BackgroundInterview Date:December 2018
Gender Identity: Male
Race/Ethnicity: Middle Eastern
Graduation Year: 2021
Sexual Orientation: Straight
High School Experience: Public high school in Palos Hills, Illinois with a graduating class of 625 students. There was a culture of going to college.
First Generation College Student: Yes
Extracurricular Activities: I’m in Student Government, I’m participate in student entrepreneurship, I do volunteer work, and I do research as a work-study.
Did any of your extracurricular activities have a particularly big impact on your experience? In what ways?
Student government allowed me to express my opinions on various things such as first-generation students. It has allowed me to make sure these people are getting proper representation. I have passed several legislations on textbook affordability, which has caught the eye of the administration.
Can you describe your weekly coursework for Biology?
I am pre-med, and Biology has a lab course. Most of the curriculum is based on critical thinking, where you apply the learned information strategically. The labs are separate grades from the Biology classes.
Is there anything that you feel the Biology department does especially well or especially poorly?
The professors I work with do try and keep in mind the textbook prices to make it more affordable for students. We also get free coats and goggles for the labs. Some students do not understand the general pathway, and need some extra help. Sometimes the professors can be condescending toward those who drop their courses.
How would you describe the learning environment? Do you think it’s particularly competitive or collaborative?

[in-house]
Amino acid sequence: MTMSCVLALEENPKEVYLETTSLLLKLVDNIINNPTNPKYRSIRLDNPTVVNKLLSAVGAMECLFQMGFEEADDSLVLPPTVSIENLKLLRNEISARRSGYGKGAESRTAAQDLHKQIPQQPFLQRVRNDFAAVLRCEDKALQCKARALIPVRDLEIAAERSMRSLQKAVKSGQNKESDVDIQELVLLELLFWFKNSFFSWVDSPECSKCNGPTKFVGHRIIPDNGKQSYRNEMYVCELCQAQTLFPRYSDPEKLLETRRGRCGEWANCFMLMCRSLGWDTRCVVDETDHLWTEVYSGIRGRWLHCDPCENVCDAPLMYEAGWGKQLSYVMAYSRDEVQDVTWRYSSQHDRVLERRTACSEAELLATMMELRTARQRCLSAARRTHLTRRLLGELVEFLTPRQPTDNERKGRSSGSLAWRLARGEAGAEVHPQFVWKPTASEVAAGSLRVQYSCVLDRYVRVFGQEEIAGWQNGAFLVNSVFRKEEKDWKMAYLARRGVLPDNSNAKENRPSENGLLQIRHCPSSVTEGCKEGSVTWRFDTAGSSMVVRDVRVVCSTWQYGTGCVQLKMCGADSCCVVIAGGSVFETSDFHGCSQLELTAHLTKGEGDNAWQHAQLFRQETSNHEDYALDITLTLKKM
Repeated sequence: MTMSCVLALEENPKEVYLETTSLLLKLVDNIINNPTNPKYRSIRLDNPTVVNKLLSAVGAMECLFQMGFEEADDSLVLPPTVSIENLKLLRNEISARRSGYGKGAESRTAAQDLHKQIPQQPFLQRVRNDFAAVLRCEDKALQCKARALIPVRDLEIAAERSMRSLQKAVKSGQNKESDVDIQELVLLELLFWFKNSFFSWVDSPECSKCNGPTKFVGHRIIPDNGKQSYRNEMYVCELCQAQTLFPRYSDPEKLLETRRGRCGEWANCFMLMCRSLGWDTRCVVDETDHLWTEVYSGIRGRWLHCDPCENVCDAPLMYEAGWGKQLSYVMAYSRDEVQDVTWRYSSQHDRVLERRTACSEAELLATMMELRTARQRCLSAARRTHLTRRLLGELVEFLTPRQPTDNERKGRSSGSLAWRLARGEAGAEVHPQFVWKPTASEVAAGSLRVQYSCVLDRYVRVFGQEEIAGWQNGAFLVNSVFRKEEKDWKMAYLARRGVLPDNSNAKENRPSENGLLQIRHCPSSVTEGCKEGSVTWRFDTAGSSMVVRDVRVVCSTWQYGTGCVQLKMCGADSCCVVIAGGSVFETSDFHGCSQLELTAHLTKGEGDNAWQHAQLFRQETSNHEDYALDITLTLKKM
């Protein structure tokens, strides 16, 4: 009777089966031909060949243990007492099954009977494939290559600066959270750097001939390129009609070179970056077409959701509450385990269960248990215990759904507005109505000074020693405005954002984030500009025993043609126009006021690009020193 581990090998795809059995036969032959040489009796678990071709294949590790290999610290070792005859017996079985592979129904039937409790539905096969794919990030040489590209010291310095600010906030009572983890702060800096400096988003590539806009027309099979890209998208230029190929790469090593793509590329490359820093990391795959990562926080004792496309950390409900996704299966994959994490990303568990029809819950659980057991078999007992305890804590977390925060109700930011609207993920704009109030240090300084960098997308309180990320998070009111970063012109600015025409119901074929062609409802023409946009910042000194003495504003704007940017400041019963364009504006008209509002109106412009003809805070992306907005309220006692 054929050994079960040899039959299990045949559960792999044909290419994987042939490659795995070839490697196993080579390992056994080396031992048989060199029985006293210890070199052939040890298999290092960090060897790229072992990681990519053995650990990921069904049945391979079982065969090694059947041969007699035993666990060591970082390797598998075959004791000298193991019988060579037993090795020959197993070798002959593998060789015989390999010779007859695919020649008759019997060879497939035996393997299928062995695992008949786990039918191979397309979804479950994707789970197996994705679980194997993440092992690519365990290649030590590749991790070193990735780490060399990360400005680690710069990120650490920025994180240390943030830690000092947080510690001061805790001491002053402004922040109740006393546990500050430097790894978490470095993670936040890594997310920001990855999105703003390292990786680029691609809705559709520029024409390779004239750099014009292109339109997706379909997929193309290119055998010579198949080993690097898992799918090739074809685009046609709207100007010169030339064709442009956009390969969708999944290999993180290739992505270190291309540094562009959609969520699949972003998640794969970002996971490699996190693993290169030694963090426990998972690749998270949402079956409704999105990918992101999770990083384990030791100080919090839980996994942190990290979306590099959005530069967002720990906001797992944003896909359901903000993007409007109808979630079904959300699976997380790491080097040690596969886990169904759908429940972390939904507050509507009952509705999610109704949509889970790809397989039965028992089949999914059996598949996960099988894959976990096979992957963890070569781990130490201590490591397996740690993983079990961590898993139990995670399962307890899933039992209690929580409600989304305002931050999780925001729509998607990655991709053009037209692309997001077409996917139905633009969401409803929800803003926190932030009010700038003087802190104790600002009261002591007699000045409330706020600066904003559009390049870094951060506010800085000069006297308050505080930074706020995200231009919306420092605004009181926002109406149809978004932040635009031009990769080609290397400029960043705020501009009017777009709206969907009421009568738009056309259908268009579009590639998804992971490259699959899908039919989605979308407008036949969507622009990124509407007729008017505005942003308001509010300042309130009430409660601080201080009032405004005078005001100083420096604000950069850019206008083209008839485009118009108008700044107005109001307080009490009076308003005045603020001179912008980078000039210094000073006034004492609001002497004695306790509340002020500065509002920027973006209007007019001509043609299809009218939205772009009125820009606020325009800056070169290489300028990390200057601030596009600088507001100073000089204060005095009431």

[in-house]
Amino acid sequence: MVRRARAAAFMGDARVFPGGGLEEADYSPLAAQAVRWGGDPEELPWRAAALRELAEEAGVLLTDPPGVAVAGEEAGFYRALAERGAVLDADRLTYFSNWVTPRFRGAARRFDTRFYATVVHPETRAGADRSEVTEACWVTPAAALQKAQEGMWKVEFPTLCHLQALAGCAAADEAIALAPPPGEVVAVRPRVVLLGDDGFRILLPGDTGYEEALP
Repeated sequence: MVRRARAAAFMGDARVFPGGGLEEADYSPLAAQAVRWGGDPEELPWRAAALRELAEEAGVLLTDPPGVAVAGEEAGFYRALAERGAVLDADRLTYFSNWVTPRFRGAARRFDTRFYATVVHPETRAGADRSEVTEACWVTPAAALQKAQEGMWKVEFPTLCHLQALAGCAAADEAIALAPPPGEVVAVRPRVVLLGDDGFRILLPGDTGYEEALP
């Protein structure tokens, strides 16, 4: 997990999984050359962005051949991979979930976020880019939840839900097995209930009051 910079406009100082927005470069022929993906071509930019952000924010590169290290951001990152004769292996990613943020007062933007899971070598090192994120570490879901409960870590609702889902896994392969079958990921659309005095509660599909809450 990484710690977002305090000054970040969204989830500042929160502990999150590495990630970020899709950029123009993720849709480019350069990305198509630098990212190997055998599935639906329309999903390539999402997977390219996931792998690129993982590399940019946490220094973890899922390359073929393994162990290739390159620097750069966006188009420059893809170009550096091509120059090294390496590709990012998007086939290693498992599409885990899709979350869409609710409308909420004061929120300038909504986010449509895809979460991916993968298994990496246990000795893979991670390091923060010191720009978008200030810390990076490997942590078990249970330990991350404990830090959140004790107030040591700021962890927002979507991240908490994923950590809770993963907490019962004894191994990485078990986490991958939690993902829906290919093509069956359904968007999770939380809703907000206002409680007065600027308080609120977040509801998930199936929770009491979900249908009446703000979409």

The Biology department is very collaborative. We work in teams during class.
What has been your favorite class so far?
What has been your least favorite class so far?
How accessible have the professors in your department been?
They do have office hours, but I typically ignore them and seek help when I need to.
How has being on a quarter system impacted your course work?
There have been some stressors placed on me when competing with deadlines. The Chemistry Department has given us exams that were also given to the normal semester schools who have twice as much time with the materials.
How was transitioning academically as a first-generation college student to Northwestern?
In 2011, Northwestern joined QuestBridge which helps low-income first-generation students. I am on a full scholarship through this program. When I needed winter clothes or a computer, Northwestern was able to help me.
On and Around Campus
Where have you lived during college?
Freshman: Ayers with 2 roommates
Sophomore: Ayers with 2 roommates
How was transitioning from Palos Hills to Evanston, Illinois?
I’m from the suburbs, but I did have trouble utilizing some shops and stores. We have Walmart, and they have Target, but I utilize price match and coupons. I also had to get used to the wealthy and white population, because I am not either of these things.
Can you describe the level of safety you’ve experienced on and around campus?
I am male and Middle Eastern, so people are [sometimes more aware of me.]
What is your favorite place to get away from campus?
I do a lot of biking, usually not toward a particular destination. I’ll have a light on the bike and just go until I get tired.
Pros and cons of being in Evanston, Illinois?
1) Its next to a lake which is nice.
2) It’s pretty picturesque, and the sanitation is kept up with.
3) Everything looks good environmentally.
1) It’s an expensive town, so you have to spend money to have an enjoyable lifestyle.
2) Sometimes you are expected to take part in community activities that you don’t want to. Some local laws such as not allowing a certain number of people into apartments are annoying.
What kind of weekend activities nightlife do you like to participate in?
I don’t drink do any drugs because of my religion, so I usually enjoy going to the library. I also like to play basketball and exercise with my friends. If I do that, it’s usually Friday nights.
What are some of the activities you like to do on campus?
There is a Christian club here that offers family-friendly events. I don’t go because I feel as they [can be too focused on Christianity]. There will also be movie nights put on by the school which help students who are looking for sober nightlife.